Talk:Timeline of computing 1950–79

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Untitled[edit]

"FORTRAN (FORmula TRANslation) development started by John Backus and his team at IBM - continuing until 1957. FORTRAN was the first high-level programming language, still in use for scientific programming. Before being run, a FORTRAN program needs to be converted into a machine program by a compiler, itself a program." In another section it claims in 1945, Zuse created Plankalkül, the first high-level programming language. So, what the hell? I am using this as a reference for an essay, so flaws like this can't be ignored. 69.131.8.148 (talk) 03:39, 20 December 2007 (UTC)



The page is getting large, presumably a split into decades would be suitable. Egil 12:57 Mar 10, 2003 (UTC)

"High level language compiler invented by Grace Murray Hopper." Surely not, unless you tautologously define what she did as the first high level language? She was basically a bureaucrat and consolidator .PML.

Why is there no reference to the Micral-N, considered the first home computer ever made (France, 1973)?

Is this information correct?:

1951 EDVAC (electronic discrete variable computer) - First computer to use Magnetic Tape. EDVAC could have new programs loaded off of the tape. Proposed by John von Neumann, it was installed at the Institute for Advance Study, Princeton, USA.
As far as I know it was a different computer which was built at IAS; its design was based on the EDVAC. Tsf 13:11, 20 May 2006 (UTC)

Two machines are listed as 1951, both purporting to have been first to use magnetic tape....only one claim can be valid, any takers?

Why no mention of the UNIVAC LARC system such as the one installed at David Taylor Naval Research?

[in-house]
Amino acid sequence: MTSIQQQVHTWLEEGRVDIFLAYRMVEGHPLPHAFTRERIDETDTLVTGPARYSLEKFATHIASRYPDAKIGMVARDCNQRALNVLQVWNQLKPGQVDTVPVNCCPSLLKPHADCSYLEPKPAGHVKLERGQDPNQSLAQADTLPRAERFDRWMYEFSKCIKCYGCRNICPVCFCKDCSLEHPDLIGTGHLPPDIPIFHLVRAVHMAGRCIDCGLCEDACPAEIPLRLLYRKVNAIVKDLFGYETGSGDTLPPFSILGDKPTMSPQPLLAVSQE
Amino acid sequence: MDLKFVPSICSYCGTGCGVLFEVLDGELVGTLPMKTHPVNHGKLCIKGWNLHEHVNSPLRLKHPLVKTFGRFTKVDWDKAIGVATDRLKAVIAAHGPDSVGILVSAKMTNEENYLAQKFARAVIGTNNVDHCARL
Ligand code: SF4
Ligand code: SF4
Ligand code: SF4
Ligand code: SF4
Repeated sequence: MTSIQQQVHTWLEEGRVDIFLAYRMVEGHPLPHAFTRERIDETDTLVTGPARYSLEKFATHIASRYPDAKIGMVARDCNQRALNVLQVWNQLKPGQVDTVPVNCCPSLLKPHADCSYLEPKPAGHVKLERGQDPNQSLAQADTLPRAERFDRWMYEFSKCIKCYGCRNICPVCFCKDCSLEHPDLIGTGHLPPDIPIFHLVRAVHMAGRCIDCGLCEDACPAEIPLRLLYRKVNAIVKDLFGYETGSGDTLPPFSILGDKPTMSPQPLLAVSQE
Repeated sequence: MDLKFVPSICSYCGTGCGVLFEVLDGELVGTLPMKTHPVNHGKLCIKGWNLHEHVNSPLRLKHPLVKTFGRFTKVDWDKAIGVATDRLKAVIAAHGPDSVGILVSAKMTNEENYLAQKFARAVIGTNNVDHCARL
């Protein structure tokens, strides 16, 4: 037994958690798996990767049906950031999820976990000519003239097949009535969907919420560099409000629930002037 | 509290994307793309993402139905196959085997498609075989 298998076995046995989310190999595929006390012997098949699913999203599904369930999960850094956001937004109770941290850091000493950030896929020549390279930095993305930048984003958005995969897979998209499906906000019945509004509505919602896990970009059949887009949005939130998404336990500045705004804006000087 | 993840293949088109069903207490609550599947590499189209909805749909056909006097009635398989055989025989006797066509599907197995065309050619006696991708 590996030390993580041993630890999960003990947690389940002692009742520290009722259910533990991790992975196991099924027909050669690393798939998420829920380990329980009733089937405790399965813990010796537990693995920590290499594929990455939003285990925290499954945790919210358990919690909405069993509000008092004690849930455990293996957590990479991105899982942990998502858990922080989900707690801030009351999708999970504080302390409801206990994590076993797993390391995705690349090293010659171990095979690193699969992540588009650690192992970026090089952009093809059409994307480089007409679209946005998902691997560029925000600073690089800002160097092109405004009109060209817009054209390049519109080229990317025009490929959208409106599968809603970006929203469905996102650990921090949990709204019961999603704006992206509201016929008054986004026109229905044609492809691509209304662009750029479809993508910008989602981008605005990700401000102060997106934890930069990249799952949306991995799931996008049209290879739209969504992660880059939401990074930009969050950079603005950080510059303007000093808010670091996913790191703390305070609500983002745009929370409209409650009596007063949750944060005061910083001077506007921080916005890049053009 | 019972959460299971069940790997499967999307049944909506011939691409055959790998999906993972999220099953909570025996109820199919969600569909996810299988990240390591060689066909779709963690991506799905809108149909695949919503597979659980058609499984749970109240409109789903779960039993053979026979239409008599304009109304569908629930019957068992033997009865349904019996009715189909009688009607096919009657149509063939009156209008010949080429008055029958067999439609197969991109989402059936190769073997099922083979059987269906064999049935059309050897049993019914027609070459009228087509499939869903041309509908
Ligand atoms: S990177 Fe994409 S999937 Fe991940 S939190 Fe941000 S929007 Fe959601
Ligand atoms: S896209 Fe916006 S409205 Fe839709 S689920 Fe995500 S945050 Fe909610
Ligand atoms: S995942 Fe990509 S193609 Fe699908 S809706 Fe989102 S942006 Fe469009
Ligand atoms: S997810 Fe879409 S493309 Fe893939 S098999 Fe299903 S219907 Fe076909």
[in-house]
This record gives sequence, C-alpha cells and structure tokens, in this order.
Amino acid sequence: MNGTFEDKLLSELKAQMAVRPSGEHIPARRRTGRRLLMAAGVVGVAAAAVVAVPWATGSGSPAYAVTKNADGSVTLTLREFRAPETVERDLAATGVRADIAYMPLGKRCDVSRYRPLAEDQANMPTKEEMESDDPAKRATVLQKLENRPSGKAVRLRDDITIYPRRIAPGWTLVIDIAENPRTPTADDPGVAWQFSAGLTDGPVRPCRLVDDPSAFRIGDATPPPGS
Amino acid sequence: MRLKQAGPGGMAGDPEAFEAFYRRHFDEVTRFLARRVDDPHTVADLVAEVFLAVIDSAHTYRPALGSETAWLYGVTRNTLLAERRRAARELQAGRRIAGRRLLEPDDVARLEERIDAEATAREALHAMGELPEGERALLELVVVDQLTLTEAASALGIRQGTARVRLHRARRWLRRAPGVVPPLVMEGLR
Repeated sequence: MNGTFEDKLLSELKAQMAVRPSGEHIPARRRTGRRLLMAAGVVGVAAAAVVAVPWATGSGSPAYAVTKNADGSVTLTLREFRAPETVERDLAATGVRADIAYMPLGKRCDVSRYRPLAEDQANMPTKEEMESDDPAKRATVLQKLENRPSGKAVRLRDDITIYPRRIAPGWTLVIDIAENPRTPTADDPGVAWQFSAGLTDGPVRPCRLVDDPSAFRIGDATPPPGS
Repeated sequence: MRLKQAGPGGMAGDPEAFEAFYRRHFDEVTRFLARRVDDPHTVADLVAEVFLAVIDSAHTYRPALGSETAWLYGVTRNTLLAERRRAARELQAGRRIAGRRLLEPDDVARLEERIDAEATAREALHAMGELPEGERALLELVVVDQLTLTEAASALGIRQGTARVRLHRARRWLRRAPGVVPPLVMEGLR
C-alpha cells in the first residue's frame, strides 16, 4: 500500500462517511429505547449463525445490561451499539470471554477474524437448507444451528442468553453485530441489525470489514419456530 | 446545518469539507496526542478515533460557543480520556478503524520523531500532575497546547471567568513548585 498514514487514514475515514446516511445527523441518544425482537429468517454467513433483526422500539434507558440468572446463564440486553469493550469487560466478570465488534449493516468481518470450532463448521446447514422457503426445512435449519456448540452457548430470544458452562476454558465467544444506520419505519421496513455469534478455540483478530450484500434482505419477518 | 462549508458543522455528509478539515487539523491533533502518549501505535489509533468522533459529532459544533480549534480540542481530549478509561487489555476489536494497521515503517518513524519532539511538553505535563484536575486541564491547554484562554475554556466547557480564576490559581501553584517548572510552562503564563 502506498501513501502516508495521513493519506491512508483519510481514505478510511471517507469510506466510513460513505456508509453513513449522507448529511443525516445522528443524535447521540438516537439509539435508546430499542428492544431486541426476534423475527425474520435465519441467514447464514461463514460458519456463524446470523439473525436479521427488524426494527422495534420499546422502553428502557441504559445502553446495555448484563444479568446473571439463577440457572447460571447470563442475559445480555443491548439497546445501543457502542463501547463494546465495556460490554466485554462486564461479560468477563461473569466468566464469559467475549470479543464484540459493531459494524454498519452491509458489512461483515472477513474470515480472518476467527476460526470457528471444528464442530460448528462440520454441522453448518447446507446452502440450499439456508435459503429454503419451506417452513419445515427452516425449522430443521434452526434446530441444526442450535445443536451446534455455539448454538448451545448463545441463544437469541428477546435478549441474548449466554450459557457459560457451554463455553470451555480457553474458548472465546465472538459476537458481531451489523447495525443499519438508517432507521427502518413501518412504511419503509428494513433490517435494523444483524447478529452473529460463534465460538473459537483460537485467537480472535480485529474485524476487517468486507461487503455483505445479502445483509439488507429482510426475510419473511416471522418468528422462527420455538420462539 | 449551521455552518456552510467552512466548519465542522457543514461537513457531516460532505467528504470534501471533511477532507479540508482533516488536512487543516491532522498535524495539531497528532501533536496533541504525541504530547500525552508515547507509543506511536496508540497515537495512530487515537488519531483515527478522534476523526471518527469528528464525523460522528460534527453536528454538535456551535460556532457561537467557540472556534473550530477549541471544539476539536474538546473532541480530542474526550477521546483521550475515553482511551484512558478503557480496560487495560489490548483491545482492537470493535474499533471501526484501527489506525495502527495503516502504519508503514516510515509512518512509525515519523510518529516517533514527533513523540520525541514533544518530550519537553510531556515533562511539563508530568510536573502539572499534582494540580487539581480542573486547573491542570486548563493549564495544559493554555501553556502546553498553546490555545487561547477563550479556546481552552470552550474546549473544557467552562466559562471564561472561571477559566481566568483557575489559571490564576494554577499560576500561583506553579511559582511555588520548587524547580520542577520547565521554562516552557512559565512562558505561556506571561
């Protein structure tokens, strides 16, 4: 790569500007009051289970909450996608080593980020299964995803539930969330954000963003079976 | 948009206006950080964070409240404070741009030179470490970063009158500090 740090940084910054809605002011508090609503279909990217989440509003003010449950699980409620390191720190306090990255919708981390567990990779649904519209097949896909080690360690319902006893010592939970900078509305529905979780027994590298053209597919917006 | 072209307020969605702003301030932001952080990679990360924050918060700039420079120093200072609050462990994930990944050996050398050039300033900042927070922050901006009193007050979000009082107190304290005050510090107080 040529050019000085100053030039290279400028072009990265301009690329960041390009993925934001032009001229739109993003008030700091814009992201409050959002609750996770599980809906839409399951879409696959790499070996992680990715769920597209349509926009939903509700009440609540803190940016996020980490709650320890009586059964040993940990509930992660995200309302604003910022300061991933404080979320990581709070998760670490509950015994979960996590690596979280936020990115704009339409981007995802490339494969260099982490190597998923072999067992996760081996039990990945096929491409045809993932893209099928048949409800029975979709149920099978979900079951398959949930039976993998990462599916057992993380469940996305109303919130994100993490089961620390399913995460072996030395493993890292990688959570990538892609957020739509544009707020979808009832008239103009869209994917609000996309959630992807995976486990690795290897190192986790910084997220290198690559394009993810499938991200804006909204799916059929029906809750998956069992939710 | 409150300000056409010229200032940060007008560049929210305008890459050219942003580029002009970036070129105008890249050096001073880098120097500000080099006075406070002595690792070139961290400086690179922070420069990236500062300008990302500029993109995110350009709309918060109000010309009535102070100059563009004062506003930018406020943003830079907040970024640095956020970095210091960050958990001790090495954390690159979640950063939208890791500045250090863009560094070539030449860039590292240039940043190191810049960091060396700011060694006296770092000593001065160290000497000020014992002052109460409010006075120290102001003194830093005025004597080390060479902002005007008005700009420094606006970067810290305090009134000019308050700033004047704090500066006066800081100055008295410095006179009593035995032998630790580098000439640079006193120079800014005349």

If I remember my history right, the EDVAC was proposed, discussed in class, and one of the inventors students beat the professor to making the first computer to use magnetic tape. So, the EDVAC was the first proposed to use magnetic tape, but not the first completed. Sean.Roach 02:32, 22 October 2007 (UTC)

Pascal prior to 1984[edit]

Pascal was most certainly "widely used" prior to 1984. If nothing else, there was the UCSD P-system that was started in 1978 and wound up being used as the Apple Pascal environment. That would almost certainly qualify as "widely used" in anyone's book. Nsayer (talk) 21:16, 18 September 2008 (UTC)

"Computers built between 1964 and 1972 are often regarded as 'Third Generation' computers, they are based on the first integrated circuits – creating even smaller machines. Typical of such machines was the IBM System/360 series mainframe,"

System/360 3rd generation?[edit]

Except the 360 wasn't a 3rd generation machine - it used "flip chips" not integrated circuits. HughesJohn (talk) 08:38, 31 March 2011 (UTC)

Serbia, home of computing.[edit]

How cute. HughesJohn (talk) 08:44, 31 March 2011 (UTC)

First transistor computer[edit]

Philco S-2000 was the first transistor computer, but was not included in the history timeline. http://en.wikipedia.org/wiki/Philco — Preceding unsigned comment added by 136.182.2.25 (talk) 16:36, 15 July 2011 (UTC)

Nothing missing from 1969?[edit]

No significant "world" event that needed all the computing power of earth to make it happen? I guess conspiracy theorists would say no there wasn't such an event :) — Preceding unsigned comment added by 84.155.159.15 (talk) 16:27, 8 December 2011 (UTC)

Mihajlo Pupin Institute[edit]

I've nothing against the good people of (former) Yugoslavia, but none of the many listed computers from this Yugoslav institute seem to have seminal significance. In the name of rational selectivity, can't we delete them? — Preceding unsigned comment added by 86.167.213.169 (talk) 01:04, 3 July 2012 (UTC)